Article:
“Do not be anxious about anything, but in everything, by prayer and petition, with thanksgiving, present your requests to God.” (Philippians 4:6)
The Apostle Paul tells us our prayers and petitions are to be accompanied by thanksgiving. Elsewhere he says, “Rejoice always, pray constantly, give thanks in everything; for this is God’s will for you in Christ Jesus.” (1 Thessalonians 5:16–18)
God loves a grateful heart. In fact, gratitude is His will for you. This past summer, maybe you saw the interview with the female wrestler who won an Olympic gold medal: She gushed gratefulness to God and country and her coaches. Didn’t you just love her? You want her to succeed! Now compare her with those petulant, spoiled brat athletes who think the world revolves around them and the world owes them something. Which would you rather be? Which do you think God wants you to be?
Well, it is clear that God wants us to be grateful. Worry and gratitude can’t share the same heart. We have a hot tub, and we bought a little gadget that is like a sponge bobbing up and down around the spa, but it magically only sucks up dirt and grime. It is in the shape of a bug and is called a Scumbug. Gratefulness is the scumbug of the heart—as long as gratefulness is floating around in your heart, worry can’t take hold. Thankfulness sucks it up!
So, what are we thankful for? Some commentators think Paul meant that after the challenge, we return to thank the Lord. Remember the story of the 10 lepers Jesus healed? Only one returned to thank him and received a bonus blessing.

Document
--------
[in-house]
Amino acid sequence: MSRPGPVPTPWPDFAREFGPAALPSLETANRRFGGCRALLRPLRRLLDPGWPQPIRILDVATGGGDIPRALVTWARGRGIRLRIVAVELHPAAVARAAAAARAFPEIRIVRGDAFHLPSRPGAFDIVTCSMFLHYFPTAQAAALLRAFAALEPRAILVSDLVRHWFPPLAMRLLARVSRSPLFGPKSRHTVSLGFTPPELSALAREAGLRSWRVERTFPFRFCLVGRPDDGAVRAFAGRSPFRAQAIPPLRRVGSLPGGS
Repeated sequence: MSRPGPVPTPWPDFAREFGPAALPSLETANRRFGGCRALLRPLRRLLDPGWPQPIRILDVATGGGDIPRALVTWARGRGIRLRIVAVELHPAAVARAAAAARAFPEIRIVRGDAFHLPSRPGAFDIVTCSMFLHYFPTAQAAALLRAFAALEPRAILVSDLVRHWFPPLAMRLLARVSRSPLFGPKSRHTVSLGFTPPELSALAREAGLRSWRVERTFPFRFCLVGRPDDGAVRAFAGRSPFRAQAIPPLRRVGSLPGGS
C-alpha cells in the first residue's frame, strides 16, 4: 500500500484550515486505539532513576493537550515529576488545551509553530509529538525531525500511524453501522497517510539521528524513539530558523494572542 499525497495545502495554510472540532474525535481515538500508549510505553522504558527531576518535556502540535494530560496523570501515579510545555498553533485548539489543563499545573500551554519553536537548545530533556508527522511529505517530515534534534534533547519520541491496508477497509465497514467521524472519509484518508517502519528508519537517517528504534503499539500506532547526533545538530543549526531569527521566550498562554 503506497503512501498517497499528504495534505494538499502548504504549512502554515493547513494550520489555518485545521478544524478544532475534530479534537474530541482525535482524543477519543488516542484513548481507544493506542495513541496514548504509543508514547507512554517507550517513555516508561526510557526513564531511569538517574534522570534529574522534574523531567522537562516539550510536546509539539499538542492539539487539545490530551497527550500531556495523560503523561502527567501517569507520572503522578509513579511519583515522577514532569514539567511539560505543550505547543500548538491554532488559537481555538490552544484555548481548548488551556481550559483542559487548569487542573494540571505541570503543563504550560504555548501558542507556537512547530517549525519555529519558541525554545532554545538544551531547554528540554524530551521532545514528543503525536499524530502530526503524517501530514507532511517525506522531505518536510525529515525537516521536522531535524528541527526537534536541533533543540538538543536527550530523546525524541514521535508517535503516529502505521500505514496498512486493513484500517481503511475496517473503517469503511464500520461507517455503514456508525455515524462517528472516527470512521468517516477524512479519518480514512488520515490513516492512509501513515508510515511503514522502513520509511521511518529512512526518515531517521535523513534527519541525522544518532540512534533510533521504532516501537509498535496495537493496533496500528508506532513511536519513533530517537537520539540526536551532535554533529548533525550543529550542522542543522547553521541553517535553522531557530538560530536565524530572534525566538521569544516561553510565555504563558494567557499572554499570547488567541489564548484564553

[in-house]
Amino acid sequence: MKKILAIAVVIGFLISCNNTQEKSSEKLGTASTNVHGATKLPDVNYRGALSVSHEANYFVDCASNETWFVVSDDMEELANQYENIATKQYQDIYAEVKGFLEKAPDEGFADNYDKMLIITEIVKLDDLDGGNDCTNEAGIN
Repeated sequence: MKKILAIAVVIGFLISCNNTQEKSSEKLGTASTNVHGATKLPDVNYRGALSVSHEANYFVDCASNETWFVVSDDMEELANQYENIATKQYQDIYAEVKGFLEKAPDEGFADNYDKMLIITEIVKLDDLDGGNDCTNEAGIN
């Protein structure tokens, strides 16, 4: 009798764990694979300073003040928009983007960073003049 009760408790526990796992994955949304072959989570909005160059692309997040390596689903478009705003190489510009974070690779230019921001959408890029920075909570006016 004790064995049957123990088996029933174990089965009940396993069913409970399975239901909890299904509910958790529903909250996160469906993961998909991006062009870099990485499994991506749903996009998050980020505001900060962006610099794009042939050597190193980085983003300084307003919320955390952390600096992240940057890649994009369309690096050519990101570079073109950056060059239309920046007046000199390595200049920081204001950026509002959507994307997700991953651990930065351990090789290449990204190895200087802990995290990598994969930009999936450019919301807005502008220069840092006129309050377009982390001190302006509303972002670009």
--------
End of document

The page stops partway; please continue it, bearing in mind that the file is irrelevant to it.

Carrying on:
But I don’t think that’s what Paul meant. Certainly, we should say thank you. But Paul’s doing the same thing here he’s doing elsewhere in this section of Philippians 6. Everything about our response to worry is counter-intuitive: Are you in trouble? Are you worried? Rejoice instead of mourning. Keep your cool instead of freaking out. Pray instead of taking control. Give thanks instead of complaining.
There are so many things for which we can be thankful. For one, there are all those positive things in life that we’re called to dwell on (see Phil. 4:8). There are the promises God has made us. There are past mercies He has shown us. There’s the fact that we can actually approach the throne of grace in order to find the help we need (Heb. 4:16).
We have a lot for which to be grateful. Dwell on these things. Thank the Lord for these things.
Jim Mann, Ph.D., pastors New Life Church at Robson Ranch. This interdenominational church meets at the Robson Clubhouse on Sunday mornings at 8:30 a.m. and online. Visit www.newlifedenton.org for more information or www.drjimmann.com.